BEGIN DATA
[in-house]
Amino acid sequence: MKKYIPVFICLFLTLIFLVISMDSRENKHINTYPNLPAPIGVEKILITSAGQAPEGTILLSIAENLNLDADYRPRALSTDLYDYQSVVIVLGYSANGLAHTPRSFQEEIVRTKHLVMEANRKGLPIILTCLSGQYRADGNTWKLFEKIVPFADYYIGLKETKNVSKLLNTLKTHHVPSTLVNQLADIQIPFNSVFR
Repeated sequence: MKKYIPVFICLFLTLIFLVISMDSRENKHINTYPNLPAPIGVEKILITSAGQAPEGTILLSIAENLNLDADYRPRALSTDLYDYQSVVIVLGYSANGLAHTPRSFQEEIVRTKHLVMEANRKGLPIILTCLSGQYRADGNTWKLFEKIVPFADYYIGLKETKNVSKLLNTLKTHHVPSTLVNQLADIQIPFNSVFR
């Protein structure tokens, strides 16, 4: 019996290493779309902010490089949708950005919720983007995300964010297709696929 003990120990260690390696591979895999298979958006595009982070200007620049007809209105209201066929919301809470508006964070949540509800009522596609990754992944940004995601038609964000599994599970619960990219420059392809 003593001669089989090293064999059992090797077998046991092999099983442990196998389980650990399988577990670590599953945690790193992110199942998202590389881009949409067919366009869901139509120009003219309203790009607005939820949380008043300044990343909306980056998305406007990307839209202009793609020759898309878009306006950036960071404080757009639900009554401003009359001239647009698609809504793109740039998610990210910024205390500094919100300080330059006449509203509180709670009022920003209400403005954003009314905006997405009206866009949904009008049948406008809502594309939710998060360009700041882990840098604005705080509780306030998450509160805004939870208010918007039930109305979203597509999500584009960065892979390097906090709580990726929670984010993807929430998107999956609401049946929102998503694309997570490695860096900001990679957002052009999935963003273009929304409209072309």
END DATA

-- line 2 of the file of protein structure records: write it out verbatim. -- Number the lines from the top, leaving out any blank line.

Amino acid sequence: MKKYIPVFICLFLTLIFLVISMDSRENKHINTYPNLPAPIGVEKILITSAGQAPEGTILLSIAENLNLDADYRPRALSTDLYDYQSVVIVLGYSANGLAHTPRSFQEEIVRTKHLVMEANRKGLPIILTCLSGQYRADGNTWKLFEKIVPFADYYIGLKETKNVSKLLNTLKTHHVPSTLVNQLADIQIPFNSVFR